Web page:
Any weekend where you honk ouzo on a pirate ship and pet a real life tortoise ranks as decent. Add Athens' Plisskën Festival into that mix and you've got yourself a recipe for good times.
Set in the aftermath of a Saharan dust cloud, this noise-rock celebration sways from 4pm in 27*C heat to a significantly more hazy 4am. At least that was the intention, before it overran by at least an hour each day. This wasn’t a problem for the most lubricated of attendees, but Wild Beasts deserved a better refined sound for their elegant tales of lust and debauchery. A preening Hayden Thorpe crooned along to 'Hooting & Howling' and 'Wanderlust', yet the PA couldn't match the finesse of his double denim getup.
For the rest of the weekend, you weren't so much straining for sonic detail as reaching for the earplugs. This was all according to plan, as a procession of noiseniks all tore up Plisskën's outdoor stage. A Victim Of Society, an Athens-based duo with no drummer, ended their raucous set with singer/guitarist Vagelis Makris launching himself at an adoring front row. Son Lux did a similarly caustic job with the help of some cowbell, gritty synth and frantic arm gesticulations. "We rise in the dying" he screamed on set closer ‘Lost It To Trying’, and his fervour was reciprocated with a huge roar back through the balmy Mediterranean air.
Raucous stuff for an event held in an industrial estate car park and No Age further stepped up to the DIY mark, as is their want. Airing choice cuts from last year’s An Object, as well as a now traditional ‘Teen Creeps’, Randy Randall and Dean Allen Spunt drawled along to their garage rock fuzz with a minimum of theatrics. This was very much the Plisskën vibe, unfussy and economical, and it descended all the way to the food stand where the meal of choice was meat and bread for three Euros. It tasted fine, if you’re wondering.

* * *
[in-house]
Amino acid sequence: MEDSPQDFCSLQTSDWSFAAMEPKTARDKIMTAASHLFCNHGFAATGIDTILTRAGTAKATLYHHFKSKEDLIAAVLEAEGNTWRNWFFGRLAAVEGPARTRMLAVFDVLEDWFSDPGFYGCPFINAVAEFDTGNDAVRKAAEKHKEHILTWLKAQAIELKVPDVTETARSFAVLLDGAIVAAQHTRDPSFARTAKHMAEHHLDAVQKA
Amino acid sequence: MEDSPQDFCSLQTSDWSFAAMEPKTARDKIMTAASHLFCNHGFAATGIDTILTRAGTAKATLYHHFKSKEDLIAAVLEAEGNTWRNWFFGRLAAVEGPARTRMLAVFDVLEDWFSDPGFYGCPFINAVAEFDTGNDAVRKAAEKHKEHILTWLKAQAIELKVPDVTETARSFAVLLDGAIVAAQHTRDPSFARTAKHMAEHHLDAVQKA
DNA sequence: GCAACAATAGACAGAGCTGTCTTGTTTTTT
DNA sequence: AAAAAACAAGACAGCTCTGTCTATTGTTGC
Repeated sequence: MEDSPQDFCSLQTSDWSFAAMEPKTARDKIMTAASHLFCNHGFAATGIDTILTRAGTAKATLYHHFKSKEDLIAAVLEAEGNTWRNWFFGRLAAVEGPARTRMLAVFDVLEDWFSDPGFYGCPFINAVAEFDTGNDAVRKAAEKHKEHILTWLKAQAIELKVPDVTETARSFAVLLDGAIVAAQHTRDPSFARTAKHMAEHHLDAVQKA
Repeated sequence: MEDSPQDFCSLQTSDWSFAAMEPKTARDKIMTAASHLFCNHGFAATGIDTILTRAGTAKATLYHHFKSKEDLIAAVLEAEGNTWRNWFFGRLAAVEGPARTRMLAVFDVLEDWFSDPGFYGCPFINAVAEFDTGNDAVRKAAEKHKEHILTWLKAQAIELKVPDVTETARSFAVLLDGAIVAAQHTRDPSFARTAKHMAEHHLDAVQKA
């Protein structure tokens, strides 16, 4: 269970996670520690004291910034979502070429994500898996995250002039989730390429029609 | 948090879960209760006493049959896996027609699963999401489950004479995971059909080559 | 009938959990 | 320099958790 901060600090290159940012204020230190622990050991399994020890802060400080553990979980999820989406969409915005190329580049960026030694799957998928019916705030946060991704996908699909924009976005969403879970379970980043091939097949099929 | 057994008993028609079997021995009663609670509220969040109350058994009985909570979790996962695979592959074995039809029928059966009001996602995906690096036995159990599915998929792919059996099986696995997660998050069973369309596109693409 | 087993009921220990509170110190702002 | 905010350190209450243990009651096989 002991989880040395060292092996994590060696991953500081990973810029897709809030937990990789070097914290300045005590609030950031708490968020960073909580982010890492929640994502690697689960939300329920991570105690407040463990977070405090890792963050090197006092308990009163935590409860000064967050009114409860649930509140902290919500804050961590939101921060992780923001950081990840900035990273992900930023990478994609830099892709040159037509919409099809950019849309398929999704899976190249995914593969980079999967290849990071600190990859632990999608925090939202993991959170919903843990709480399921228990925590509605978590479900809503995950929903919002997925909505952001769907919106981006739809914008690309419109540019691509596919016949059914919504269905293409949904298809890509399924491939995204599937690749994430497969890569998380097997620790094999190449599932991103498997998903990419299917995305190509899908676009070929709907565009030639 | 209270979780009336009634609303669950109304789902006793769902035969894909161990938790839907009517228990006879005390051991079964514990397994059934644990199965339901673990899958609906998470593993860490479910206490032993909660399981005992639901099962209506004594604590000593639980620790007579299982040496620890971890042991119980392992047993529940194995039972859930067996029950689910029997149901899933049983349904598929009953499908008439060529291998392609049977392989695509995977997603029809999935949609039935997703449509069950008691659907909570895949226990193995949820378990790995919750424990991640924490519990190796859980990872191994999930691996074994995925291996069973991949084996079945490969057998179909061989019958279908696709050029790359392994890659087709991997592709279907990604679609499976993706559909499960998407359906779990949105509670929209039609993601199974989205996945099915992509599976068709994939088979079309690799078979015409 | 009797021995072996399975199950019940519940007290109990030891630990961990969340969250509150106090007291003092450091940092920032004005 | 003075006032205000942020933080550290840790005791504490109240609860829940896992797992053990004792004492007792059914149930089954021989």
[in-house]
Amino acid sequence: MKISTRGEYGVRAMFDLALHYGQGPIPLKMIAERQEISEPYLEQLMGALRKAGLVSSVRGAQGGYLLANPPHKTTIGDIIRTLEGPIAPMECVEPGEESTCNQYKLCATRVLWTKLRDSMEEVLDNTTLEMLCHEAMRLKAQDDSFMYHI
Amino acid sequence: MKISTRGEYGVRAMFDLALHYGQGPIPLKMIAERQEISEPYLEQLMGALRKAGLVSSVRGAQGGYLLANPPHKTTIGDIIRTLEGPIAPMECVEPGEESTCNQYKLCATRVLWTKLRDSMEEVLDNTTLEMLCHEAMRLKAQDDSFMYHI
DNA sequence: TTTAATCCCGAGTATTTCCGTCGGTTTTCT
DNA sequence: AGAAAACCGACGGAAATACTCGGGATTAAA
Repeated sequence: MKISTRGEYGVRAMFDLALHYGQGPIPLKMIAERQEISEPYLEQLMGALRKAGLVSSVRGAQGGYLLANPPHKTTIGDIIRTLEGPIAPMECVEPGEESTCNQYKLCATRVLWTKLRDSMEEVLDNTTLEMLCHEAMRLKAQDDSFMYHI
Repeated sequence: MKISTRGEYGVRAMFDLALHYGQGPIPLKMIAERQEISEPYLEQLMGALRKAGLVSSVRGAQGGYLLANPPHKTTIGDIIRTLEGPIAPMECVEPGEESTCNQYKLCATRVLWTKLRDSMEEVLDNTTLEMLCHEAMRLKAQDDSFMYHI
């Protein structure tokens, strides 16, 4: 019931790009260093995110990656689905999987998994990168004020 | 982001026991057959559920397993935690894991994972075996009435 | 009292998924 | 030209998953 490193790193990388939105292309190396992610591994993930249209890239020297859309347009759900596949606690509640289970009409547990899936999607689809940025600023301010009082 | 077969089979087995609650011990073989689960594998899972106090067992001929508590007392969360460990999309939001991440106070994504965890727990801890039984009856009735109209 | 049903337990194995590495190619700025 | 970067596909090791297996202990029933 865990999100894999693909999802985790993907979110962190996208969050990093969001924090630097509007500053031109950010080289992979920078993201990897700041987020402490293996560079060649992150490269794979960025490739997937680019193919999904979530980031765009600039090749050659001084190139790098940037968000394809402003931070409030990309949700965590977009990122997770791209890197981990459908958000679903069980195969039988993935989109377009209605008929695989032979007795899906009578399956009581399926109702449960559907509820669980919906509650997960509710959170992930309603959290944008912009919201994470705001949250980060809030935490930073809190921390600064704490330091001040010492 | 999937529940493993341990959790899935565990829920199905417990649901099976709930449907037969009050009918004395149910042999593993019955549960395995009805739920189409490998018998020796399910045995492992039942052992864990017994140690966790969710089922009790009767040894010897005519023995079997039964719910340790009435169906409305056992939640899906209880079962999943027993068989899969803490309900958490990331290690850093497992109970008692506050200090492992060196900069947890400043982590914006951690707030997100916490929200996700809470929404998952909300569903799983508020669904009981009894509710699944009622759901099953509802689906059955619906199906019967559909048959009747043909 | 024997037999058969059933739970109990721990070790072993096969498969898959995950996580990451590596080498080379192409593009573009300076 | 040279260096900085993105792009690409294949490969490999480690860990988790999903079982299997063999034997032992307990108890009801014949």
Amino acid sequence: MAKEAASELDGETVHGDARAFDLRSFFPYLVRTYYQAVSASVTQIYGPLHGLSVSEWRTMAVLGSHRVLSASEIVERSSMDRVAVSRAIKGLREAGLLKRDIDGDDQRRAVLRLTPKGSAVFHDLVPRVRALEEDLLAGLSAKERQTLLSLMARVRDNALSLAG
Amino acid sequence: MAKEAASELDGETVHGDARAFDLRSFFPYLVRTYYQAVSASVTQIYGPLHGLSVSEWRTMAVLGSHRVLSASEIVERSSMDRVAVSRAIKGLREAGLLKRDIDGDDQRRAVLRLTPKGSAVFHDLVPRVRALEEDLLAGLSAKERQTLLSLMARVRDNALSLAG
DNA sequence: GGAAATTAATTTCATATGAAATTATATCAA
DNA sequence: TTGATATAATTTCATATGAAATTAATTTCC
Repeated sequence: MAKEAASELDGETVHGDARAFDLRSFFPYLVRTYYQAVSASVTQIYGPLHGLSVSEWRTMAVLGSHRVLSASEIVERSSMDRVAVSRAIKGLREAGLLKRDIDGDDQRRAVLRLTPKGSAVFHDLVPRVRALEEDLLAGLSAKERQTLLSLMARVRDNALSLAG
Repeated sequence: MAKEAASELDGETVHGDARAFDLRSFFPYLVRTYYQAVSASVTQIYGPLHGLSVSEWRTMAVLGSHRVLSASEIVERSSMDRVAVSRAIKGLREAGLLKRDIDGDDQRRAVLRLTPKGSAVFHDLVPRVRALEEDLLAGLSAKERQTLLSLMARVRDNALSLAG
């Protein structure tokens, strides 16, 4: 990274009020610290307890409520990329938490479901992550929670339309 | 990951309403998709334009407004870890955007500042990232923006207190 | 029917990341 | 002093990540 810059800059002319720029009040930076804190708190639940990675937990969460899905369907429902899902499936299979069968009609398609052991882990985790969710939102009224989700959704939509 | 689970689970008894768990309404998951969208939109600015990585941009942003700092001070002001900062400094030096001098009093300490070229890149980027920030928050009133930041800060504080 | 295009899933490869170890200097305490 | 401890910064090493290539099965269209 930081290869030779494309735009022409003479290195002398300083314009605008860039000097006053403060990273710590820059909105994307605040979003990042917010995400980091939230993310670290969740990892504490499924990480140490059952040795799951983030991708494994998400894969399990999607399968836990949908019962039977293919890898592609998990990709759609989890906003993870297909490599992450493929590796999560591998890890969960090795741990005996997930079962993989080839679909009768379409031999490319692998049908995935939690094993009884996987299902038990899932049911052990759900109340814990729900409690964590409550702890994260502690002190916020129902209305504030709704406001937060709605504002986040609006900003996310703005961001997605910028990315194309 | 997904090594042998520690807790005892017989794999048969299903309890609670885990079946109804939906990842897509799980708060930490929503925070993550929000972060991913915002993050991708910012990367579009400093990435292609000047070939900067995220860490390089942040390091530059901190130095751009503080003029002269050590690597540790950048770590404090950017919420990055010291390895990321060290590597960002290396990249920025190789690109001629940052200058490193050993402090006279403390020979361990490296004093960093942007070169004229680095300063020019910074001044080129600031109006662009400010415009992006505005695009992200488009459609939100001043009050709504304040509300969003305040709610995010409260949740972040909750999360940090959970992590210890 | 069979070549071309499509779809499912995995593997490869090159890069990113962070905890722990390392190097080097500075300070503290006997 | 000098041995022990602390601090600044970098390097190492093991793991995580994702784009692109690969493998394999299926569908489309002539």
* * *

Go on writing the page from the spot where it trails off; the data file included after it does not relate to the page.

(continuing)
Beyond the ubiquitous guitar squall, there was some refuge to be found in more mellow sounds. Damien Jurado’s mumblecore folk provoked a mass clap-along after the sonic assault of Crocodiles and Dirty Beaches. This wasn’t all down to his simple guitar, stool and lumberjack shirt set up; songs like ‘Rachel And Cali’ and ‘Magic Number’ cut through the humid summer’s eve with a trembling, glum lustre.
Over the Club Stage, volume was very much on the agenda and Djuma doled out enough bass to make the your hair wobble like Donald Trump’s bouffant, while Cooly G’s deep house racket roused some questionable shapes from even an array of studious onlookers. Eschewing the British festival philosophy of downing too much cheap beer and daubing each other in neon paint, Plisskën’s attendees were lively but largely sober throughout the weekend. The polar opposite to Black Lips’ shambolic party-hard ethos, where no song is complete without spitting your phlegm into the air and catching it again in your mouth.
In a city where abandoned office blocks are transformed into art installations and protests are shut down by riot police, this escapist purity makes a lot of sense. After all, you only need some tunes and a PA to start a party. Plisskën festival had both.
We had several cans of crisp, delicious Mythos too. But hey, this wouldn’t be the first time those Greeks have taught us something important.
Check out The Greek National Tourism Organisation's Visit Greece for information on getting to next year's Plisskën